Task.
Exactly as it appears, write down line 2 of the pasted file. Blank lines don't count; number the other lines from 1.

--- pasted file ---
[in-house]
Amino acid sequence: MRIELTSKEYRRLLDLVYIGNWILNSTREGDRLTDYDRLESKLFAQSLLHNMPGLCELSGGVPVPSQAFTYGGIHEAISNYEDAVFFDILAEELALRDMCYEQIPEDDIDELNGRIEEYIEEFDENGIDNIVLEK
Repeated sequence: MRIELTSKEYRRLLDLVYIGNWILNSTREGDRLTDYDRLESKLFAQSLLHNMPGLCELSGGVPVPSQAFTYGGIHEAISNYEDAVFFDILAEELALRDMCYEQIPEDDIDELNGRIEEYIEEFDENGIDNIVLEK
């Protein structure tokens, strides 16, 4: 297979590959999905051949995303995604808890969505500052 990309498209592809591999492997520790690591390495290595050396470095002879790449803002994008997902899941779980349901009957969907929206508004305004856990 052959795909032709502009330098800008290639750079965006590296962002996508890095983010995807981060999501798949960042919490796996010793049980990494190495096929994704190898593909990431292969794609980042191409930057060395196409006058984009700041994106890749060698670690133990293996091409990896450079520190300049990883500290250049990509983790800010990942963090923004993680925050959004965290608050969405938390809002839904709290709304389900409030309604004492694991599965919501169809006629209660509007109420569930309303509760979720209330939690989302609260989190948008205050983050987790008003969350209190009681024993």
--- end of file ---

Amino acid sequence: MRIELTSKEYRRLLDLVYIGNWILNSTREGDRLTDYDRLESKLFAQSLLHNMPGLCELSGGVPVPSQAFTYGGIHEAISNYEDAVFFDILAEELALRDMCYEQIPEDDIDELNGRIEEYIEEFDENGIDNIVLEK